'A college life'

Recollecting his university education Byron wrote that:

when I went up to Trinity, in 1805, at the age of seventeen and a half, I was miserable and untoward to a degree. I was wretched at leaving Harrow … wretched at going to Cambridge instead of Oxford (there were no rooms vacant at Christchurch); wretched from some private domestic circumstances of different kinds, and consequently about as unsocial as a wolf taken from the troop.

Letters and Journals, ed. Marchand, 7.230, 19 November 1820, to John Murray

He nevertheless liked his 'Superexcellent Rooms' in the south-east corner of the great court at Trinity (known as Merton-hall corner), and soon wrote to Hargreaves Hanson (the son of his solicitor, who had been with him at Harrow) that 'college improves in everything but Learning, nobody here seems to look into an author ancient or modern if they can avoid it' (ibid., 1.80). To Hanson he had written with requests for '4 dozen of Wine, Port—Sherry—Claret, & Madeira, one Dozen of Each', and told him that he 'beg[an] to admire a College Life' (ibid., 78). His comment that 'my appearance in the Hall in my State Robes [on formal university occasions undergraduate noblemen wore an elaborately decorated gown] was Superb, but uncomfortable to my Diffidence' records the beginning of Byron's acute awareness of the impact of his public appearance, which later took on an importance far beyond the immediate social context, but at the same time reveals the self-consciousness of a newly matriculated freshman. During his first term Byron strengthened his friendship with Edward Noel Long who had come up with him from Harrow, and developed a 'violent, though pure passion' for a young chorister, John Edleston, the Thyrza of some of his early poems, who gave him a cornelian heart (ibid., 8.24). Though (as was usual among undergraduate noblemen) he rarely attended lectures, Byron widened his reading and pursued his enjoyment of swimming and riding. College dissipations, the refurbishment of his rooms, and the expense of keeping horses soon disposed of his allowance and, still a minor, in December he asked Augusta to stand guarantor to the first of the huge debts he contracted with moneylenders. These were arranged by his landlady in Piccadilly, Mrs Massingberd. To the alarm of his mother, Byron wrote to say that, having paid off his debts and with 'a few hundreds in ready Cash lying about me', he had decided not to return to college but to pass a couple of years abroad (ibid., 1.89). Instead, however, he lingered in London where he took lessons from the fashionable fencing master Henry Angelo, learned to box with ‘Gentleman’ John Jackson, went to the theatre, and sought sexual entertainment from a 'famous French entremetteuse' (Letters and Journals, ed. Prothero, 5.575). In April he returned to Cambridge, where at the end of term he was detained by the painting of a carriage he had recently acquired. His mounting debts deeply worried his mother and her anxiety further increased the tension in their volatile relationship. To escape from her scolding Byron sought refuge that summer in the home of Elizabeth Pigot where he began to compile a volume of his early poems. With Elizabeth's assistance he gathered together some of his sentimental verses with various school exercises and literary imitations and had them privately printed by John Ridge at Newark in a volume he called Fugitive Pieces. Many of the Southwell inhabitants were shocked by its inclusion of some stanzas 'To Mary'; according to the Revd John Becher, these were 'too warmly drawn' (Marchand, Biography, 1.97). Byron asked for the return of all copies of the work and, except for four, all were destroyed. Almost immediately he began preparing a revised collection of his poems for a new edition.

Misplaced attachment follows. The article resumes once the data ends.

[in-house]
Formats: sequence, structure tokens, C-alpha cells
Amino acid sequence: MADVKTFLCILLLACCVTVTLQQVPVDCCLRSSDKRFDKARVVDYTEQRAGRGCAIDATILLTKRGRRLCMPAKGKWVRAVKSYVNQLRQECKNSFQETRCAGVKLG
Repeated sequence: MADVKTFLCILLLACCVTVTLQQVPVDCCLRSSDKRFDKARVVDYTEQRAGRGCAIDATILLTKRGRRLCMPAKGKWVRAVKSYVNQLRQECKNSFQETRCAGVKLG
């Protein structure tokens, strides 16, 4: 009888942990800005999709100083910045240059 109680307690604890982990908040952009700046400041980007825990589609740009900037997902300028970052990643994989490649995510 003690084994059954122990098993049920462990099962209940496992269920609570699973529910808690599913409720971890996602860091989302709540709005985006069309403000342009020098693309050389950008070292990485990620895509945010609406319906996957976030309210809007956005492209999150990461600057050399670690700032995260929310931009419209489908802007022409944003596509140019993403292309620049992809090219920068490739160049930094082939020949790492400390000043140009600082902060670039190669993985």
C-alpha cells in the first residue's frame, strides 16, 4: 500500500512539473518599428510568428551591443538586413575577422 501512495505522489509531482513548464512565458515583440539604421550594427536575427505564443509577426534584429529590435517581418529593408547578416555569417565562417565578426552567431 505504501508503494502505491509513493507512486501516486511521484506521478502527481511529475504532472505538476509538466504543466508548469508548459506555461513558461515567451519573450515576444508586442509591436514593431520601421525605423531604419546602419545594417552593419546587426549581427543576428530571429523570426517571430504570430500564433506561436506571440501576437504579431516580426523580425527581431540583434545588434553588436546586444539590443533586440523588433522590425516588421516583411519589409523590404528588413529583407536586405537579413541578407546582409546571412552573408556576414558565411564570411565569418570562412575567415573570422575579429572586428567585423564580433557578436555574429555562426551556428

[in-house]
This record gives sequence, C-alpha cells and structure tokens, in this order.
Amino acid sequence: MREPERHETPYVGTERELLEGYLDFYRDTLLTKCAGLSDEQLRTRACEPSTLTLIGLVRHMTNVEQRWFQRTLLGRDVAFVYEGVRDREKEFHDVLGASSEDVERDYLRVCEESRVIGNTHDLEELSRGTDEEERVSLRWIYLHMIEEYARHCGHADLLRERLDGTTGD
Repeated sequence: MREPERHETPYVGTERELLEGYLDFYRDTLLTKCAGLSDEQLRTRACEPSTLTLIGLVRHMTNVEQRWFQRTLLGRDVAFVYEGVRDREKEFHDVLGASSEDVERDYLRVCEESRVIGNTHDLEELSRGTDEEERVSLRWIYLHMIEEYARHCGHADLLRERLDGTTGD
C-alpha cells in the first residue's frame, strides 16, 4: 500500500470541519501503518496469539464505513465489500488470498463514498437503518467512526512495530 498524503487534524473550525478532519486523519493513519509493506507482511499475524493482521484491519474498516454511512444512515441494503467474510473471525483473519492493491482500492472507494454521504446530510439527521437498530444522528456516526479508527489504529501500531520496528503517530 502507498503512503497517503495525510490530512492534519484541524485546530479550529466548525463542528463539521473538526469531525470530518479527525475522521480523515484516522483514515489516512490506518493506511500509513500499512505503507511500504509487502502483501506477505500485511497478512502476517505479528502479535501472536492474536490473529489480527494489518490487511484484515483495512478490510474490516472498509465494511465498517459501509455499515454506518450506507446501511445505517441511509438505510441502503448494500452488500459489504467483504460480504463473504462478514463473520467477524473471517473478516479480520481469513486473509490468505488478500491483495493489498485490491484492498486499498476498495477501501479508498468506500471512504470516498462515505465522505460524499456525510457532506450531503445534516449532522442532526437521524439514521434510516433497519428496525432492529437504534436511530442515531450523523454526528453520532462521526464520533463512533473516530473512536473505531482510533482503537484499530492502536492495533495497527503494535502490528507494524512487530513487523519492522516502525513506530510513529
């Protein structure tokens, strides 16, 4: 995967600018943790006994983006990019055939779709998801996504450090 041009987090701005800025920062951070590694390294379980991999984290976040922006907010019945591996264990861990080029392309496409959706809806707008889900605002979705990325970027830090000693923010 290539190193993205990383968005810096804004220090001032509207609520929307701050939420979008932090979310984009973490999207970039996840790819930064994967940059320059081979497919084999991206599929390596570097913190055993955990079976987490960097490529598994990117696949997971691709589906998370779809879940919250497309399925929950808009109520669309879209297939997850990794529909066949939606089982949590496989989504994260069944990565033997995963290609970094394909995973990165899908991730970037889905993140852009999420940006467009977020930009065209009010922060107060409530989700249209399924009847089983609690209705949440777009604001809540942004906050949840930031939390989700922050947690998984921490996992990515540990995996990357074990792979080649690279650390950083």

In August 1806, following a spectacular quarrel with 'Mrs. Byron furiosa' (Marchand, Biography, 1.92–3), Byron left Southwell in his carriage in the middle of the night, driving first to London and then on to visit Edward Long who was staying with his family in Littlehampton on the Sussex coast. He put up at a local inn and impressed Long's younger brother Henry, who left an account of Byron and Long's swimming feats which included diving off the high jetty into the river as the tide was racing out and being thus carried at speed far out to sea from where they swam back in a large semi-circle to the shore. Back at Southwell in September he went with John Pigot to visit Harrogate. There he was busy writing verse, and on the return journey dashed off a prologue to The Wheel of Fortune. Lack of funds prevented Byron from returning to Cambridge for the start of the new term and so he agreed to join in some private theatricals in Southwell, taking the part of Penruddock in Richard Cumberland's Wheel of Fortune and Tristram Fickle in J. T. Allingham's The Weathercock. Rehearsals for these brought him into contact with the ‘Southwell Belles’, with one of whom, Julia Leacroft, in a bid by the girl's family to entrap the young lord into marriage, he became briefly entangled.